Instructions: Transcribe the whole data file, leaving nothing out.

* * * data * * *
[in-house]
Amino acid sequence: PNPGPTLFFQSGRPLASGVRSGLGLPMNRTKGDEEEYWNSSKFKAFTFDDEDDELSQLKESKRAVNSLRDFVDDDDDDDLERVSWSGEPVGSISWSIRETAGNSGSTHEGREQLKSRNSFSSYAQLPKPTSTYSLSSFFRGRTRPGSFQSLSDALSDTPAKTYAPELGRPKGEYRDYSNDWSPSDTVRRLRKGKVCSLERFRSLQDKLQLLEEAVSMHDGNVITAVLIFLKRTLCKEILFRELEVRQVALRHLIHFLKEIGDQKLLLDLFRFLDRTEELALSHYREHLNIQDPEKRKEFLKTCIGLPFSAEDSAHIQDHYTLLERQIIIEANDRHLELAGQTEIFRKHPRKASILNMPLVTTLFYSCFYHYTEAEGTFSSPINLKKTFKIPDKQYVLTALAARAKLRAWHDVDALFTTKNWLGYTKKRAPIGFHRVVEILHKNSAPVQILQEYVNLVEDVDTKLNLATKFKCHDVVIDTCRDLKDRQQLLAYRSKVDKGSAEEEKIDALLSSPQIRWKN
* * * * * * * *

[in-house]
Amino acid sequence: PNPGPTLFFQSGRPLASGVRSGLGLPMNRTKGDEEEYWNSSKFKAFTFDDEDDELSQLKESKRAVNSLRDFVDDDDDDDLERVSWSGEPVGSISWSIRETAGNSGSTHEGREQLKSRNSFSSYAQLPKPTSTYSLSSFFRGRTRPGSFQSLSDALSDTPAKTYAPELGRPKGEYRDYSNDWSPSDTVRRLRKGKVCSLERFRSLQDKLQLLEEAVSMHDGNVITAVLIFLKRTLCKEILFRELEVRQVALRHLIHFLKEIGDQKLLLDLFRFLDRTEELALSHYREHLNIQDPEKRKEFLKTCIGLPFSAEDSAHIQDHYTLLERQIIIEANDRHLELAGQTEIFRKHPRKASILNMPLVTTLFYSCFYHYTEAEGTFSSPINLKKTFKIPDKQYVLTALAARAKLRAWHDVDALFTTKNWLGYTKKRAPIGFHRVVEILHKNSAPVQILQEYVNLVEDVDTKLNLATKFKCHDVVIDTCRDLKDRQQLLAYRSKVDKGSAEEEKIDALLSSPQIRWKN